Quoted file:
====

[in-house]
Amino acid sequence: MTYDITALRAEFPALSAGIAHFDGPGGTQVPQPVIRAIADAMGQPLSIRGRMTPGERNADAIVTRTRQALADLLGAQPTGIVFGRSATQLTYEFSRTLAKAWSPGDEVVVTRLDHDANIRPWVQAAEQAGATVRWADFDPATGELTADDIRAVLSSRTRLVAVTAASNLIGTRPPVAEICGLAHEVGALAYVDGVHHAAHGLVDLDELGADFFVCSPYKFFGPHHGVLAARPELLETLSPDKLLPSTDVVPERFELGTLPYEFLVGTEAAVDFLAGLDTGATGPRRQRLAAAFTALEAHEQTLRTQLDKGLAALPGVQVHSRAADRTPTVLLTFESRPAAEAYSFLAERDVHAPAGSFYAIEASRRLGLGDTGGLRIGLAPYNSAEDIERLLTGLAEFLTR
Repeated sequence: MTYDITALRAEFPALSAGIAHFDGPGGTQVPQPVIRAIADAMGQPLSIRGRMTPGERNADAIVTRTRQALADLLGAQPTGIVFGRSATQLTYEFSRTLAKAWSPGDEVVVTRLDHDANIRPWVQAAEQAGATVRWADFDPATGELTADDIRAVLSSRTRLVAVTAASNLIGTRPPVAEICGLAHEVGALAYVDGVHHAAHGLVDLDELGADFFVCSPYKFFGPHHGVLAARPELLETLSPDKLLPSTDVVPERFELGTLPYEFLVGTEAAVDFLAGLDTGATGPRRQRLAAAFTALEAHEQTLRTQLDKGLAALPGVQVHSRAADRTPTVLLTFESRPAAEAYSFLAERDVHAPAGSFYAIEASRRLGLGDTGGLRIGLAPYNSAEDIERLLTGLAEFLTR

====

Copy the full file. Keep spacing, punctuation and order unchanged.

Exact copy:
[in-house]
Amino acid sequence: MTYDITALRAEFPALSAGIAHFDGPGGTQVPQPVIRAIADAMGQPLSIRGRMTPGERNADAIVTRTRQALADLLGAQPTGIVFGRSATQLTYEFSRTLAKAWSPGDEVVVTRLDHDANIRPWVQAAEQAGATVRWADFDPATGELTADDIRAVLSSRTRLVAVTAASNLIGTRPPVAEICGLAHEVGALAYVDGVHHAAHGLVDLDELGADFFVCSPYKFFGPHHGVLAARPELLETLSPDKLLPSTDVVPERFELGTLPYEFLVGTEAAVDFLAGLDTGATGPRRQRLAAAFTALEAHEQTLRTQLDKGLAALPGVQVHSRAADRTPTVLLTFESRPAAEAYSFLAERDVHAPAGSFYAIEASRRLGLGDTGGLRIGLAPYNSAEDIERLLTGLAEFLTR
Repeated sequence: MTYDITALRAEFPALSAGIAHFDGPGGTQVPQPVIRAIADAMGQPLSIRGRMTPGERNADAIVTRTRQALADLLGAQPTGIVFGRSATQLTYEFSRTLAKAWSPGDEVVVTRLDHDANIRPWVQAAEQAGATVRWADFDPATGELTADDIRAVLSSRTRLVAVTAASNLIGTRPPVAEICGLAHEVGALAYVDGVHHAAHGLVDLDELGADFFVCSPYKFFGPHHGVLAARPELLETLSPDKLLPSTDVVPERFELGTLPYEFLVGTEAAVDFLAGLDTGATGPRRQRLAAAFTALEAHEQTLRTQLDKGLAALPGVQVHSRAADRTPTVLLTFESRPAAEAYSFLAERDVHAPAGSFYAIEASRRLGLGDTGGLRIGLAPYNSAEDIERLLTGLAEFLTR